Nov 16, 2015
I have been practicing meditation for two years already.In so far I have attended all Deepak Chopra meditation experiences which I found very helpful but not as helpful this course provided me so far.
Mar 03, 2016
Engaging content and excellent pace. While the level is introductory (I'd have liked a bit more depth), I would expect this from a lower-division/breadth course—and even more so from a MOOC like this.
by Robert Q•
Jul 07, 2020
What a great course! Learning and practicing of Buddhism and Buddhist meditation helped me relieve some stress and let go of unnecessary clinging. Great learning experience from an awesome professor.
by Sean M•
Nov 15, 2016
Outstanding course. I had been meditating for a year prior to taking this course and was just beginning to see the long-term benefits of the practice. I am not a spiritual person. My interest in religion goes only as far as it's impact on culture and society. I have been pursuing Buddhist philosophy and practice to the extent that it has shown substantive scientific benefits. I was really getting interested in the intersecting links between Buddhist thought and practice and the underlying science behind the results when this course came along. It was everything I hoped it would be. The material was relevant and thought - provoking and Professor Wright did an amazing job with its presentation.
by Kevin B•
Dec 17, 2016
I got a lot out of this course. While the curriculum was by necessity very condensed, I thought that Dr. Wright did an impressive job of organizing the progression of concepts and including key information. The interviews he conducted with guest speakers in each of the lectures were helpful, and relevant to the topics being discussed. I also appreciated the supplementary reading materials included with each week's lesson. Most of all, I enjoyed Dr. Wright, who has a very relaxed, common sensical approach to what he's discussing. I would recommend this class to anyone who has interest in the topic and also to anyone who wants to learn from a very knowledgeable and effective teacher.
by Ksenia Y•
Jan 27, 2020
For me, this course is incredibly useful because it helped me build the basic skills of understanding myself and the world around us.
by Javier E A•
May 10, 2020
A really interesting course for those who are looking for a view of Buddhism and Science converging together.
by Lucia C•
May 10, 2020
Very insightful and great intro to Buddhism and psychology. Liked the way the course was formed and the whole platform for it.
by Elena O•
May 11, 2020
Excellent course. Deep insights are presented in a brilliant way by Prof Wright.
by Yann M•
Dec 31, 2018
Amazing course. Would recommend to everyone. This is what MOOCs are meant to be!
by Marta M P•
May 09, 2020
Buddhism and Modern Psychology takes to an existential and inspiring adventure.
by Luca S•
Jul 07, 2019
Great teacher and awesome course, every module is very interesting
by Angel A T N•
May 10, 2020
I suggest giving a better order to the structure of the course
by Tarun g•
May 09, 2020
Amazing videos and knowledge full
Budhdham sharnam Gachchami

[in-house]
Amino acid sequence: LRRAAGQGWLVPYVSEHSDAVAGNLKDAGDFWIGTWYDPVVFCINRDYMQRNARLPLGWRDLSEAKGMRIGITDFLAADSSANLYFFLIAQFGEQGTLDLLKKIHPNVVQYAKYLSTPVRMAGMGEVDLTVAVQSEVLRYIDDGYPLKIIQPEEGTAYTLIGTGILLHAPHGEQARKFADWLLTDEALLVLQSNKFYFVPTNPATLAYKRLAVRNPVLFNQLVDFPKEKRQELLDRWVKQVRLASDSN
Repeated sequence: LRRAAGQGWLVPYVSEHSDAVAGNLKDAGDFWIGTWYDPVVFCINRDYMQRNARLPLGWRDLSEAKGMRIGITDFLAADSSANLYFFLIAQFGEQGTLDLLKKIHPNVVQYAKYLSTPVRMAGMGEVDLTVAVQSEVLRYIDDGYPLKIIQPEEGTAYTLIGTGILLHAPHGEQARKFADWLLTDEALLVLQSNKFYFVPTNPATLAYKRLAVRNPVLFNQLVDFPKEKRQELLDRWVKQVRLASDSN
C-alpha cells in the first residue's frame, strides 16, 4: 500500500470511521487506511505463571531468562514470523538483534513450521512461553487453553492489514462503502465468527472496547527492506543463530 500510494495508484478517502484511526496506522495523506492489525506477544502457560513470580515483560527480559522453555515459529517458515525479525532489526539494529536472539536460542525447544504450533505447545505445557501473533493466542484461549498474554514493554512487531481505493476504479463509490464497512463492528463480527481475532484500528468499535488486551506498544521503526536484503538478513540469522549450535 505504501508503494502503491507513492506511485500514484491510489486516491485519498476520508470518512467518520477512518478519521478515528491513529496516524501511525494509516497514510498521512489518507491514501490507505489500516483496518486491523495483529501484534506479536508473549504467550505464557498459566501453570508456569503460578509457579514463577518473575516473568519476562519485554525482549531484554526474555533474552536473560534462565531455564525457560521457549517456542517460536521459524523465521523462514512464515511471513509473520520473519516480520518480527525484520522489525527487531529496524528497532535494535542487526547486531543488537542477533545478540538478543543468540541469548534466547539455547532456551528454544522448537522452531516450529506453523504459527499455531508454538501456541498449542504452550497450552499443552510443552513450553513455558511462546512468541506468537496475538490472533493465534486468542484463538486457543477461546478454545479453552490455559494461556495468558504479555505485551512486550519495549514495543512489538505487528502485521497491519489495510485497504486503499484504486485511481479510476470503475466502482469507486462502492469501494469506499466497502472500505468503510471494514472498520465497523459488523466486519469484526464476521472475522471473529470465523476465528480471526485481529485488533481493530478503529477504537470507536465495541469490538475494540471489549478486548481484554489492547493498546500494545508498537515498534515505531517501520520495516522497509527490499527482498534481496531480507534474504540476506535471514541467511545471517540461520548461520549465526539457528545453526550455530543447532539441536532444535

May 11, 2020
The best psychological view of Buddhism I've ever seen
by Jon L M•
May 09, 2020
Excellent, quick course with a great professor!
by Himanshu S P•
May 19, 2020
by Jasmin C•
Oct 16, 2016
Interesting introduction to Buddhism and psychology. Dr. Wright does a good job providing examples of how modern science supports Buddhist thoughts and ideas. He also invites a wide range of fascinating speakers from Buddhist monks to psychologists to weigh in on the subject. The quiz questions and essay assignments were a bit too easy.
by Davide L•
May 19, 2020
The course is well articulated, subject are interesting and the forefront of the research between eastern practices and western discoveries. It teaches me many things and make me reflect on important buddhist topics.
But what about the way of teaching? Sorry to say that it doesn't make use of the opportunities of the audiovideo media. It has been quite hard for me to reach the end of the course even though I think to be a motivated pupil.
by Alfredo P•
Feb 18, 2016
Very very introductory. This course explores the Buddhist theory of suffering and liberation by comparing it to evolutionary psychological theories.
It is not a deep course on Buddhism - it lacks any substantive discussion of differences between Buddhist schools, of the difficulty of reconstructing the "historical" Buddha (a problem as difficult as reconstructing the "historical Christ"), of the fact that Buddhism as popularized in the West is actually quite different from any of the Asian forms of Buddhism, etc.
Also, evolutionary psychology is controversial in its own right - one criticism of it is that it creates "just-so" stories about the origins of mental processes that are impossible to verify (or falsify). These objections are well known, but are not confronted in the course.
A scholarly much sounder and deeper course is the one on Tibetan Buddhism from University of Virginia. It suffers from truly appalling presentation (the video lectures are some of the most boring I have ever watched), but the diversity of angles from which Buddhism is examined, and the depth of content are really outstanding.